It's an interesting question...
The AME Guide gives the following "advice":
- Medical Certificates – AME Completion
- Date the medical certificate to reflect the date the medical examination
was performed, NOT the date of import, issuance, or transmission.
- Limitations must be selected from the list in the Aerospace Medical Certification
System (AMCS). Additional limitations may NOT be typed/written in.
- Signatures: Each medical certificate must be fully completed prior to being
- Both the AME and applicant must sign the medical certificate in ink.
- The applicant must sign before leaving the AME’s office.
- Give only ONE certificate to the airman
- Use AMCS generated certificates only.
- Transmit the exam electronically to the FAA using AMCS within 14 days.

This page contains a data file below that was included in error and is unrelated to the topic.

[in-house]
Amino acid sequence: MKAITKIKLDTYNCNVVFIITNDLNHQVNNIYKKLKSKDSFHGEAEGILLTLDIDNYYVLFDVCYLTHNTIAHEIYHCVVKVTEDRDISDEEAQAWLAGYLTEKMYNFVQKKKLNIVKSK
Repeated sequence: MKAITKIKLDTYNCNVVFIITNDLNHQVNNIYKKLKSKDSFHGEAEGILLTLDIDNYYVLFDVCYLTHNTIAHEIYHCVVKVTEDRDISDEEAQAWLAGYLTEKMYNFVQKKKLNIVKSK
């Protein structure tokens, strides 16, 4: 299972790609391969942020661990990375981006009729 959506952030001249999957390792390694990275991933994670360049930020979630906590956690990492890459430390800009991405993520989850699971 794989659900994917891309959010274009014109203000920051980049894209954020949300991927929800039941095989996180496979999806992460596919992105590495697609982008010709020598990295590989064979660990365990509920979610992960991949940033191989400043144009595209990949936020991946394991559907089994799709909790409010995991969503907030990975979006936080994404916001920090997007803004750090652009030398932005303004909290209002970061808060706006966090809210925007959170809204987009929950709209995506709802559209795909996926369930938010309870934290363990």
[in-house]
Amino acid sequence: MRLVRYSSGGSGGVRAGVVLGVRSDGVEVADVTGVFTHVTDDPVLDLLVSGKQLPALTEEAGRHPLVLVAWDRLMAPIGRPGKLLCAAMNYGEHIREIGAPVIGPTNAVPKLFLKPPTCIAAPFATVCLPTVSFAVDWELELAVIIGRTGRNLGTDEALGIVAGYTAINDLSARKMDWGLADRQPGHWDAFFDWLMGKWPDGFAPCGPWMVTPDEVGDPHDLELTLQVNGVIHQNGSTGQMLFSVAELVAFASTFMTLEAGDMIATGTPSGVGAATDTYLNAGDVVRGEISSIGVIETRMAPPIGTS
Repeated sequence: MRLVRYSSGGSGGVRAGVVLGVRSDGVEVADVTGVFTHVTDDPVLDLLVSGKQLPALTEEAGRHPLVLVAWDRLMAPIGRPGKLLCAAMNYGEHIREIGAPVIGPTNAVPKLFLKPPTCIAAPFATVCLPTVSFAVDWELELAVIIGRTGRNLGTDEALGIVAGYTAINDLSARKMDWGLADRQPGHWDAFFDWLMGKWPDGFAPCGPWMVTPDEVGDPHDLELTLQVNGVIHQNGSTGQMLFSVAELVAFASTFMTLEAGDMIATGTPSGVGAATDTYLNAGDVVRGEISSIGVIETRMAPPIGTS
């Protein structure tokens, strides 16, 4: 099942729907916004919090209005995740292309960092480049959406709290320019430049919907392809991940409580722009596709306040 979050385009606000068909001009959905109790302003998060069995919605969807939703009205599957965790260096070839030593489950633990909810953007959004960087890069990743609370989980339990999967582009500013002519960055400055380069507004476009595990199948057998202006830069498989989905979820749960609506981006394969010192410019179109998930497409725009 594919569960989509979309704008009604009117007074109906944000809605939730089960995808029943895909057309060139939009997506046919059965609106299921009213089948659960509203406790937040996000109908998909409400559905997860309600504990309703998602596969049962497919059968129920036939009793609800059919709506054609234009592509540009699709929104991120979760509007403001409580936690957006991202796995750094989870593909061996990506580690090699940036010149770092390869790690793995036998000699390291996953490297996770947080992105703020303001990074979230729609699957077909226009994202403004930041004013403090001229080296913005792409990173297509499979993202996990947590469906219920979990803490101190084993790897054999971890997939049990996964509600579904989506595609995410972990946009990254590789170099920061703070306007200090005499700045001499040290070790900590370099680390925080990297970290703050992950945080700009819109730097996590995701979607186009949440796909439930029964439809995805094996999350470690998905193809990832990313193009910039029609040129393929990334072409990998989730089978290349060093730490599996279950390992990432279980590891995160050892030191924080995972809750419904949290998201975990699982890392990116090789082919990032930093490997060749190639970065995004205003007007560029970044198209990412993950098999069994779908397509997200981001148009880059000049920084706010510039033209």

- The following are NOT valid:
- Copies of medical Certificates;
- Typewriter or handwritten certificates;
- Obviously corrected certificates;
- Paper 8500-8 certificates (any remaining paper forms should be destroyed
by the AME).
- Replacement medical certificates must be issued by the FAA.
(Remember, the guide, like the Pilot Handbook, is a guide, not regulatory)
The AMCS also gives:
Certificates will be printed on standard printer paper as a single-sided document. Both the front and back sides will be printed on a single sheet of paper that can be folded.
But as far as I can tell in the FAR, the back side (inside when folded) does not have to be blank. As long as the medical certificate follows the 8500-9 and is in a "form prescribed by the Administrator", then it is a valid certificate.
Technically, even if it was against the rules, the medical certificate wouldn't be invalid, just the paper evidence of it would be. As long as the data was entered into AMCS, which it is required to be, the certificate can be reprinted in the proper format for showing anybody who asked.